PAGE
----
St. Louis blues musician Steve Morgan, who had a 30-year second act on Cape Cod as the leader of Steve Morgan and the Kingfish, died suddenly on Oct. 12, 2022 near Peterborough, N.H. while en route from Eastham to Maine with his friend and bandmate drummer Ed Wanamaker. The cause of death, confirmed by his daughter, Amber Morgan, was a pulmonary embolism. Steve was 74.
The son of Kenneth and Josephine (Mondello) Morgan, Steve was born on Jan. 14, 1948 in St. Louis and raised in Overland, Mo. “He was incredibly mischievous, a prankster, a quality that remained with him throughout his life,” said Amber.
Growing up in the rural Midwest, Steve was an amateur naturalist. “He always had frogs or snakes in his pockets,” Amber said, “and he would put them in his dresser and the odd dead one in the freezer.”
As a preteen he became obsessed with the word “freedom” and scrawled it on every possible surface. Once he wrote it on a slip of paper, then with a heated kitchen knife he softened the center of a stick of butter, inserted the paper, and observed his parents discover it when they cut into the butter at their next meal.
Steve attended St. Louis University High School, but he was restless and left before graduation. He read insatiably: fiction, nonfiction, and poetry. Henry Miller was a favorite author.
Steve earned a GED and went to radio broadcasting school in St. Louis, which may have been helpful years later when he hosted the Thursday Morning Blues Cruise on WOMR.
“I first got interested in playing the blues in 1968,” Steve told blogger Michael Limnios in a 2013 interview. “I had recently picked up a guitar and never put it down.”
He taught himself to play, experimenting with the range of possible sounds his guitar could make, while working as an auto mechanic. He sneaked into blues clubs and bars in St. Louis where he saw Ike and Tina Turner, among other blues greats, and he was hooked.
In 1973, his life changed: he was granted sole custody of his daughter, who was born that year. “Being a working musician while trying to feed a family,” he told Limnios, “meant I always had day jobs.”
Steve become a stock and commodities broker, a career he successfully pursued for more than 25 years, even though he didn’t particularly enjoy the work. In his heart, he remained inquisitive about art, nature, and people, and his commitment to music never wavered.
One night, while playing at a bar in rural Missouri, he saw Marjorie Sanson in the audience. He signaled the band to take a break. He and Marjorie married, Marjorie adopted Amber, and they were a family until Marjorie’s death in 2019.
Marjorie had spent her childhood summers on the Outer Cape, and when she brought Steve to Wellfleet, he was taken by it. The family relocated to Wellfleet in 1992 and later settled in Eastham.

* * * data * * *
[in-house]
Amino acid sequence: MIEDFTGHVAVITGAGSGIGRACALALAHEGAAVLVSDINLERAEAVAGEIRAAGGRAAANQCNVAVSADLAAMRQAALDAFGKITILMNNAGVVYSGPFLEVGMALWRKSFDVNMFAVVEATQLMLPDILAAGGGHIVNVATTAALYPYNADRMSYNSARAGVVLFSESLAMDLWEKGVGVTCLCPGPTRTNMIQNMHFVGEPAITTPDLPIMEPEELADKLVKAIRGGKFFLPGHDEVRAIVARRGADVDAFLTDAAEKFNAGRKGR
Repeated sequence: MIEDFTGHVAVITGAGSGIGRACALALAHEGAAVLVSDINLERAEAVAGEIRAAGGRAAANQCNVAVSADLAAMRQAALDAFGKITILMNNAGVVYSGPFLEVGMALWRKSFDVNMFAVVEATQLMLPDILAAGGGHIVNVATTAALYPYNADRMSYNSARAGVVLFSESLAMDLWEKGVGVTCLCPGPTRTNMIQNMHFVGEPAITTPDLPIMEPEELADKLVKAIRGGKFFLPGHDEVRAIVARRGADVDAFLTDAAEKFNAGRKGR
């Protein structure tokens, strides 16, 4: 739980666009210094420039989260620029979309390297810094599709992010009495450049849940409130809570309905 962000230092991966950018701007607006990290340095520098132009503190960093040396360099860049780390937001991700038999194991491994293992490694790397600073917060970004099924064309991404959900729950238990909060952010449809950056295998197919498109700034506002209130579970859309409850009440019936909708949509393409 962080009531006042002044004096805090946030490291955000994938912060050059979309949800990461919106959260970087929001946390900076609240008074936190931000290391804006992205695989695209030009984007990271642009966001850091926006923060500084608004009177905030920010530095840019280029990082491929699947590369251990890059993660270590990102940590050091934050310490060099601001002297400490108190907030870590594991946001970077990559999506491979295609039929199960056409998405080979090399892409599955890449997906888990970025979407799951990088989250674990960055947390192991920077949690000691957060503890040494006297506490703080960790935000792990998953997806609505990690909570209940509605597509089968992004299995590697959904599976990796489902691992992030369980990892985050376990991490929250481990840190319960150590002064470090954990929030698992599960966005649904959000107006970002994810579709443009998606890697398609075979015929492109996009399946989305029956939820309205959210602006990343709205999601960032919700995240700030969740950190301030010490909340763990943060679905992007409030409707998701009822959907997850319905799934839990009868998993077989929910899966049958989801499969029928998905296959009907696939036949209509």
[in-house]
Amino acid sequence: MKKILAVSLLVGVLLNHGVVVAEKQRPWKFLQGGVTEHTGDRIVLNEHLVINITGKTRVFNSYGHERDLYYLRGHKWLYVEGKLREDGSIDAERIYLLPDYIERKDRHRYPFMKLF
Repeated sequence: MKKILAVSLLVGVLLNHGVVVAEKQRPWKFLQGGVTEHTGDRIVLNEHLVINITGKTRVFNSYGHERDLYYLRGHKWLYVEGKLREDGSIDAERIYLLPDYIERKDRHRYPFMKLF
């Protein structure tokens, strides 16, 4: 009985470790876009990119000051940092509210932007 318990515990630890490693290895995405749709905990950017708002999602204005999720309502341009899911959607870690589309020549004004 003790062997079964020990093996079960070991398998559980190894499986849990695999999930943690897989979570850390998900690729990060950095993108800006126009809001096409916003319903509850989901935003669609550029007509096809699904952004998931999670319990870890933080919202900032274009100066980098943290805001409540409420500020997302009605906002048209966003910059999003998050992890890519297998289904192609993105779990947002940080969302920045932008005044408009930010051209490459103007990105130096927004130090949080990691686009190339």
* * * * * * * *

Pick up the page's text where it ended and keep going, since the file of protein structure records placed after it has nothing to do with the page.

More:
Amber took a job with the Dolphin Whale Watch, working on a boat captained by Joe Bones. She introduced Steve to Joe, they got on well, and Joe brought Steve to the Beachcombers Club, where Steve found a community of like-minded souls and where he eventually served a term as Skipper.
Steve played his first gig with the Kingfish in November 1992. As he told blogger Bill Copeland, the owner of Chatham Sand had asked him if he had a band and Steve said yes. When he got the gig, he had to put a band together. With some changes in personnel over the years, Steve Morgan and the Kingfish played together until the fall of 2022.
Early on, the going was rough. “About 1997, I disbanded my band and was playing with no one and felt like I was in one of the worst possible places to play blues,” he told Limnios. “I still do, but I persevere.” His perseverance paid off.
In 2015, when he was 67, Steve Morgan and the Kingfish won the Boston Blues Challenge, which qualified the band for the 2016 International Blues Competition where they made it to the quarterfinals. Between 2007 and 2022, the band released five CDs, Hurricane, Blues in Paradise, That Ain’t Blues, When Will I Know?, and I Feel a Buzz Comin’ On.
In a September 2021 column in the Independent, Dennis Minsky wrote that Steve “brings his origins with him: the influences of B.B. King, Muddy Waters, and traditional Black musicians, filtered through the experience of playing in a Southern rock band out West for almost 10 years, in country bars, and in front of hay wagons in barns. His early learning was a Bob Dylan songbook.”
Steve “was the consummate band leader,” said Roe Osborn, the bass player for the Kingfish. “He ran the band like a family; he was the most democratic band leader I ever worked with. He encouraged all of us to write and perform our own songs. He didn’t care who was the lead.”
The last observation is clearly reflected on When Will I Know?
Limnios asked him what the blues means. “The blues is our affirmation of life no matter what it throws at you,” Steve replied. Amber agreed. Her father was, she said, “always able to talk you off the ledge. ‘They call it the worst-case scenario for a reason,’ he said, ‘because it almost never happens.’ ”
He is survived by his daughter, Amber Morgan of St. Louis, and his grandson, Eben Morgan of Eastham, an accomplished musician who was taught by his grandfather.
Steve was predeceased by his wife, Marjorie.
He is also survived by his two cats, who now need a home.